ERBIL (Kurdistan 24) – Independent researchers investigating the 2015 killing of a prominent Kurdish human rights lawyer in Turkey has concluded that police were most likely responsible, not the outlawed Kurdistan Workers Party (PKK) as has been alleged.
Tahir Elci, then the Chairman of the Diyarbakir Bar Association, was shot and killed during a press conference in the Kurdish majority city of Diyarbakir (Amed) in southeast Turkey. Later that day, the government-affiliated Anadolu news agency blamed the PKK.
However, according to evidence released publicly by a research agency on Friday, “The results of our analysis confirm with near-certainty that neither of the PKK militants could have fired the shot that killed Elci.”
The London-based organization, called Forensic Architecture, conducts probes into various incidents around the world “on behalf of international prosecutors, human rights organisations and political and environmental justice groups.”
In the days and weeks leading to the killing, Elci came under fire by Turkish government media for having said that the PKK was not a terrorist organization during a debate on CNN Turk TV. Prosecutors launched an investigation into his remarks, accusing him of "terrorist propaganda."
Elci used his final press conference to call for an end to conflict between the PKK and the Turkish state in Diyarbakir’s historic district of Sur. Instead, his killing marked a new escalation.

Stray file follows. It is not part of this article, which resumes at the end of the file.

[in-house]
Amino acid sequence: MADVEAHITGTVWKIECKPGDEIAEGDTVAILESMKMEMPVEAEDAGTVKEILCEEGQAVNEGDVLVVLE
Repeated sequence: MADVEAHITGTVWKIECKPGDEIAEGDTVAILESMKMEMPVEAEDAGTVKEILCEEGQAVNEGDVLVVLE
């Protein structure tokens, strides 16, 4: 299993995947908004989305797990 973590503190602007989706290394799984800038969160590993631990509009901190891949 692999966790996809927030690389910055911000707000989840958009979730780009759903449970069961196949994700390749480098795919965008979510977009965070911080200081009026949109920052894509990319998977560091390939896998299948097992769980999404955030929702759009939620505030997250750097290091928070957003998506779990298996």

Initially, the Turkish media identified Mahsun Gürkan and Uğur Yakişir as possible culprits, accused earlier of killed two policemen while being followed and then fleeing toward Elci’s press conference.
Both are members of the armed youth wing of the PKK, known as the YDG-H (Patriotic Revolutionary Youth Movement). The group denied any role in the killing.
Friday’s report stated that Forensic Architecture's examination of the evidence and circumstances surrounding the killing “had led us to conclude that the PKK militants could not have fired the shot that killed Elci, and that there is no evidence that he was killed by a long-range weapon.”
“This process of elimination suggested that one of the police officers who fired their weapons during the incident could have been responsible for the fatal shot,” the organization concluded and suggested that three police officers “should be considered and questioned as suspects, and their actions investigated as such.”
Turkish government forces and Kurdish fighters have been locked in a war over Kurdish rights in Turkey for decades. After a period of relative calm, peace talks broke down in August 2015 and violence intensified in both urban and rural areas of Turkey, as well as over the southern border in the Kurdistan Region.
Four days after Elci’s death, the military laid siege on neighborhoods throughout the Sur district, sealing off access to an area barricaded by the YDG-H.
By the time the siege was lifted in March 2016, more than 200 people had been killed, according to human rights organizations and other humanitarian monitors who reported that bodies lay in the streets for weeks.
Eight-hundred buildings were destroyed during the siege, roughly eighty percent of an area that had been continuously inhabited for 7,000 years.
On Thursday, the European Court of Human Rights (ECHR) rejected cases filed on behalf of two of a total of more than 130 people killed when Turkish security forces surrounded three buildings in the city of Cizre during operations between December 2015 and February 2016, as reported by Al Monitor.
The court decided that it could not hear the cases because plaintiffs had not first taken them before Turkey’s constitutional court.
Editing by John J. Catherine